|Cognition: cognition means processing of information by a human, animal or artificial system. Since information flows through all perceptual organs, uniform processing is to be assumed only on the lowest level of symbols. Examples of cognition are perception, learning, speech recognition, problem solving. Cognitions can run unconsciously._____________Annotation: The above characterizations of concepts are neither definitions nor exhausting presentations of problems related to them. Instead, they are intended to give a short introduction to the contributions below. – Lexicon of Arguments. |
David Papineau on Cognition - Dictionary of Arguments
Cognition/space/spatial orientation/content/animal/Papineau: many birds and insects do not have egocentric maps of their environments. Nevertheless, this is not necessary purpose-means-thinking. It depends on how they use these maps!
For example, they might just simply draw a straight line from their respective position to the destination, which would not be purpose-means-thinking.
For example, it would be purpose-means-thinking if they were to use cognition to imagine a continuous path, which avoids all obstacles, from their initial position within the non-egocentric map, and then decide to take this path. This would be a combination of causal individual information._____________Explanation of symbols: Roman numerals indicate the source, arabic numerals indicate the page number. The corresponding books are indicated on the right hand side. ((s)…): Comment by the sender of the contribution. Translations: Dictionary of Arguments The note [Author1]Vs[Author2] or [Author]Vs[term] is an addition from the Dictionary of Arguments. If a German edition is specified, the page numbers refer to this edition.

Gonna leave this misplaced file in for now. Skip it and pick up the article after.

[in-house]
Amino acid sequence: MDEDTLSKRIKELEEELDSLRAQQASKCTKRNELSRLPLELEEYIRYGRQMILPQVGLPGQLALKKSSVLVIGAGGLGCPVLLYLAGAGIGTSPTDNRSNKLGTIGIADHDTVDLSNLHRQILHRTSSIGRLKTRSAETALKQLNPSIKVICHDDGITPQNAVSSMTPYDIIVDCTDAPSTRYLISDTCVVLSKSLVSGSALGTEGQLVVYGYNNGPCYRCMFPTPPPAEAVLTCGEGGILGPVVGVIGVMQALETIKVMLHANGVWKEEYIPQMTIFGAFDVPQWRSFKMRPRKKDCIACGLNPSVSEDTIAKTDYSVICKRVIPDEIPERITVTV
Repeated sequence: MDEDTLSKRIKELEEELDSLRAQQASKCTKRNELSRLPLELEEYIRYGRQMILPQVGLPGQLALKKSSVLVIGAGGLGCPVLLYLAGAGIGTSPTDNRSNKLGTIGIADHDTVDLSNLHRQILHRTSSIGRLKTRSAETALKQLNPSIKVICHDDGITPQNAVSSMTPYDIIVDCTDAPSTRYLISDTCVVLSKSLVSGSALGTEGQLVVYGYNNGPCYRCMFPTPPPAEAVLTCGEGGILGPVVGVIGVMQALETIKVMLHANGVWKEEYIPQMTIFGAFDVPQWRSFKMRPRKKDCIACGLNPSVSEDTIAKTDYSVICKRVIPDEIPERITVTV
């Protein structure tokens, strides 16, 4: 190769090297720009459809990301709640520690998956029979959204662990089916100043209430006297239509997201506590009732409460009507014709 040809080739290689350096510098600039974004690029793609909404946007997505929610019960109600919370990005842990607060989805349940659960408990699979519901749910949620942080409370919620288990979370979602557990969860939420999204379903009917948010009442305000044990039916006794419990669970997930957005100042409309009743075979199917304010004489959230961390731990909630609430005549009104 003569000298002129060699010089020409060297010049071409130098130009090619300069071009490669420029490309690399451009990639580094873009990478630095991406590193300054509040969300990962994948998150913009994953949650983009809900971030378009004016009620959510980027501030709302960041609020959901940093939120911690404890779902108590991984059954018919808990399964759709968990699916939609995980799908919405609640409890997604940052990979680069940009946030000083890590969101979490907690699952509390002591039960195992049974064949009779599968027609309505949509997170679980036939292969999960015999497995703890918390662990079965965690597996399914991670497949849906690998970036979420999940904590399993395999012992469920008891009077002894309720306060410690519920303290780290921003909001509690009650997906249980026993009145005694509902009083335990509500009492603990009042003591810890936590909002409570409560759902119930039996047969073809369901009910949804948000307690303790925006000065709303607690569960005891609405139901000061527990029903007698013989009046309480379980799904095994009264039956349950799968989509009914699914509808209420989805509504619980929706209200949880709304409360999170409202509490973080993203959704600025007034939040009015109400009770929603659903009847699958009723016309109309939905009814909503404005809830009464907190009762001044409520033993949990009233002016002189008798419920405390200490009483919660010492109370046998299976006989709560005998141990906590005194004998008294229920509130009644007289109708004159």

"The Evolution of Means-End Reasoning" in: D. Papineau: The Roots of Reason, Oxford 2003, pp. 83-129
Der Geist der Tiere, D Perler/M. Wild, Frankfurt/M. 2005
The antipathetic fallacy and the boundaries of consciousness
Bewusstein, Thomas Metzinger, Paderborn/München/Wien/Zürich 1996
Thinking about Consciousness Oxford 2004